Author: Jonah Siekmann
A few weeks ago, I started putting together various different quadcopter builds and comparing cost, efficiency, and lifting power. I’ve come up with a few builds that I think are pretty solid:
I also had two drones laying around in my dorm that I’d built the previous year, and I figured I could use those to do some tests on how long they could stay in the air with a payload of a given weight, since that would give us concrete data on what specs might or might not work.
However, to do that I needed to rewrite the flight controller I’d written previously, because the old version used rate mode – which means that the quad didn’t know which way was up, and it was up to the user to make sure it stayed pointing in the right direction. To carry a payload (and eventually navigate autonomously) I needed to make the quadcopter autolevel – meaning the flight controller needs to know which way is up, and can stay pointing up (instead of say, pitched 30 degrees forward).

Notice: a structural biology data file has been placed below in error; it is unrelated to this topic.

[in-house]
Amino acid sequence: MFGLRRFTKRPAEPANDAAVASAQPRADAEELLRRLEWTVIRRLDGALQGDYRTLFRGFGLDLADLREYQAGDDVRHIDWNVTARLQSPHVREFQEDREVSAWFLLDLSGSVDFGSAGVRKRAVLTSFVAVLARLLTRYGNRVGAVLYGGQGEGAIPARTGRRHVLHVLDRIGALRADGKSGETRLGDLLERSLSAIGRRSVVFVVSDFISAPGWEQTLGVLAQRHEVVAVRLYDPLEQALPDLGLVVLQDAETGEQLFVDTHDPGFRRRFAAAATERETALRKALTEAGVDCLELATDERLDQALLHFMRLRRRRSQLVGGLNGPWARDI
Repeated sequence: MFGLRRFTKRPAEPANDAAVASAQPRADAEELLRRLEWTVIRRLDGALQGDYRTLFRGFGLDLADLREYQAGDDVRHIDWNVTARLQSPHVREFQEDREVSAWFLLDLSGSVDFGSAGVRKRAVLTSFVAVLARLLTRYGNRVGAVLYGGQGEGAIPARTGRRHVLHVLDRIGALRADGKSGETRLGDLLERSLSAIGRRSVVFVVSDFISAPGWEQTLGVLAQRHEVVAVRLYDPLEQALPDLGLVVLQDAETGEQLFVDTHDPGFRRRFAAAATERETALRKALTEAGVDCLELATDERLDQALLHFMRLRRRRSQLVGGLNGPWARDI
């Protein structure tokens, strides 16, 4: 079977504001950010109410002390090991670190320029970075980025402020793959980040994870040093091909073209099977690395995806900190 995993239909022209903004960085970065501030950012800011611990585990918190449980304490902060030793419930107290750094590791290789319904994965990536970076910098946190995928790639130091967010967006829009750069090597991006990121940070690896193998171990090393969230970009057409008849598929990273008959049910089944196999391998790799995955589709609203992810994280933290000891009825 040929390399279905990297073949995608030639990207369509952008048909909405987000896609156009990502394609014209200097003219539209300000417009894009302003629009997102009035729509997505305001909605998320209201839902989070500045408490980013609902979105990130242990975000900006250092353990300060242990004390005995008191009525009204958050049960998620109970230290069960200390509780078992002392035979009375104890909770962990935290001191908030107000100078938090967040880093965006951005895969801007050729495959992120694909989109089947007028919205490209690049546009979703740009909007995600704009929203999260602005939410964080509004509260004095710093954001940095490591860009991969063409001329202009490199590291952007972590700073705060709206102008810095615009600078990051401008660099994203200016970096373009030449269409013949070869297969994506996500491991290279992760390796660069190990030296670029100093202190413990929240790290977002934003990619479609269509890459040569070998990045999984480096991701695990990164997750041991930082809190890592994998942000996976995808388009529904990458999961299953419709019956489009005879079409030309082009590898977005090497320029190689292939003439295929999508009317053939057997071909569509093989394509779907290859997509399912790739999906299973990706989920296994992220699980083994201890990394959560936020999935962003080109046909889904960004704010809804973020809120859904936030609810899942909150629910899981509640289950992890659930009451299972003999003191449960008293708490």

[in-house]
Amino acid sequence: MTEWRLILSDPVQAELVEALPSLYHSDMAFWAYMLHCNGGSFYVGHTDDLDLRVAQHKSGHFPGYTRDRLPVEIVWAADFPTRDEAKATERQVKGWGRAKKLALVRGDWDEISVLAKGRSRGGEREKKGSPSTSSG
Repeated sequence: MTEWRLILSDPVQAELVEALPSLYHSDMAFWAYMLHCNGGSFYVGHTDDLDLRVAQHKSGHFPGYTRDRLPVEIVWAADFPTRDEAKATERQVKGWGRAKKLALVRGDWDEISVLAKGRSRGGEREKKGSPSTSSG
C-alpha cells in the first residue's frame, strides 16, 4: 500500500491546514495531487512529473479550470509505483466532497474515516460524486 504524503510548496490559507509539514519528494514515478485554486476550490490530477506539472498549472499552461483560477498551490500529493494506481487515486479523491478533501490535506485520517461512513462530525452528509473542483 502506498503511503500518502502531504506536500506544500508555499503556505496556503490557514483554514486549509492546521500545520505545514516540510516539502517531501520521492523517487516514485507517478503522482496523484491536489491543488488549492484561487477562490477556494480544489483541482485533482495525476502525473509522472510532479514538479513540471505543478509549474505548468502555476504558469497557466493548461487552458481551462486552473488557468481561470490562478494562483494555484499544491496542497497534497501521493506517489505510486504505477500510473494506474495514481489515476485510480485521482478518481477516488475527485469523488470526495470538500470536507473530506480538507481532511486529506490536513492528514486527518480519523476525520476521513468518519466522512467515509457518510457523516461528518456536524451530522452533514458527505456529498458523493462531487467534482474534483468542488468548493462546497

So for the last few days, I’ve been putting together a new flight controller paired with an IMU (instead of a standalone gyroscope) and trying to get that working. I had an issue that kept me grounded for about half a week where the MPU6050 (the IMU I’m using) wouldn’t start up unless the Arduino Uno was plugged in through USB – I’m still not sure what exactly was causing that, but I wired it up to a UBEC and it worked fine.
Today, I flew the drone with a payload roughly the same weight as the RFID reader we’ll be using – about 750 grams. The drone flew surprisingly well with the extra weight, although it was still very difficult to manage – the PID values are tuned for a drone about 750 grams lighter. Here’s a picture of me trying my best to keep it in one spot (hence the facial expression):
However, I encountered an issue where it seems like the Arduino Uno shuts off randomly, while leaving the motors spinning – usually resulting in the drone flying into a wall or nearby bush. This isn’t a very desirable outcome when carrying a sensor package worth almost $500, so I need to figure out what’s causing that before we do any testing with it. I have a feeling it’s due to a crappy solder connection on my part, so over spring break I think I’ll just rebuild the whole thing and see if it keeps happening.
-Jonah Siekmann, URSA researcher